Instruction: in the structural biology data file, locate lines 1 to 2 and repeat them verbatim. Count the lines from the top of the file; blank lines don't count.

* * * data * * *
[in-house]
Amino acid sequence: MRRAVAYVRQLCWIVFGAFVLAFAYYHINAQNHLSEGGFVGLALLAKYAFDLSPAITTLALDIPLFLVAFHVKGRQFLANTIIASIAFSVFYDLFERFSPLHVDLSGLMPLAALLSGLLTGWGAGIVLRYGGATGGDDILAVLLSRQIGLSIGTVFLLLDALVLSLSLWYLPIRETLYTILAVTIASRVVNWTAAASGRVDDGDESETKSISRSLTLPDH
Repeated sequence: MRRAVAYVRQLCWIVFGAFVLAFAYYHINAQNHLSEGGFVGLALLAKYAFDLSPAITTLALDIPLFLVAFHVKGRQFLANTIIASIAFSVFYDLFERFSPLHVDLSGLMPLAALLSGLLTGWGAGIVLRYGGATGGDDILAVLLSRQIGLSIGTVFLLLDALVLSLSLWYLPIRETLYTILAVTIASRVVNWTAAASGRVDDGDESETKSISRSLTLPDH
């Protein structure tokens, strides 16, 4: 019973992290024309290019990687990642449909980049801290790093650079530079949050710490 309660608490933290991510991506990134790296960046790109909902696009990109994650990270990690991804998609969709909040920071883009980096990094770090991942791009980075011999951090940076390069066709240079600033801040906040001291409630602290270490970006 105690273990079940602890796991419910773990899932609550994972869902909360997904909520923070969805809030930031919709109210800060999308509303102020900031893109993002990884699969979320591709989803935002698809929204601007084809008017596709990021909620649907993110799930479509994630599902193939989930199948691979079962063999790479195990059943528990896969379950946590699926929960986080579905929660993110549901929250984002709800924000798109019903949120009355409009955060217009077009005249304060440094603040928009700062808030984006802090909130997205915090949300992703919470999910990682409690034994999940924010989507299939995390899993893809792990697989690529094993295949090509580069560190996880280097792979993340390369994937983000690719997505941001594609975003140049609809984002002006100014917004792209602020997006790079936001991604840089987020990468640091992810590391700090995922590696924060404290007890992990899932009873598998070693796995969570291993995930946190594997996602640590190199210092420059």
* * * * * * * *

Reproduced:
[in-house]
Amino acid sequence: MRRAVAYVRQLCWIVFGAFVLAFAYYHINAQNHLSEGGFVGLALLAKYAFDLSPAITTLALDIPLFLVAFHVKGRQFLANTIIASIAFSVFYDLFERFSPLHVDLSGLMPLAALLSGLLTGWGAGIVLRYGGATGGDDILAVLLSRQIGLSIGTVFLLLDALVLSLSLWYLPIRETLYTILAVTIASRVVNWTAAASGRVDDGDESETKSISRSLTLPDH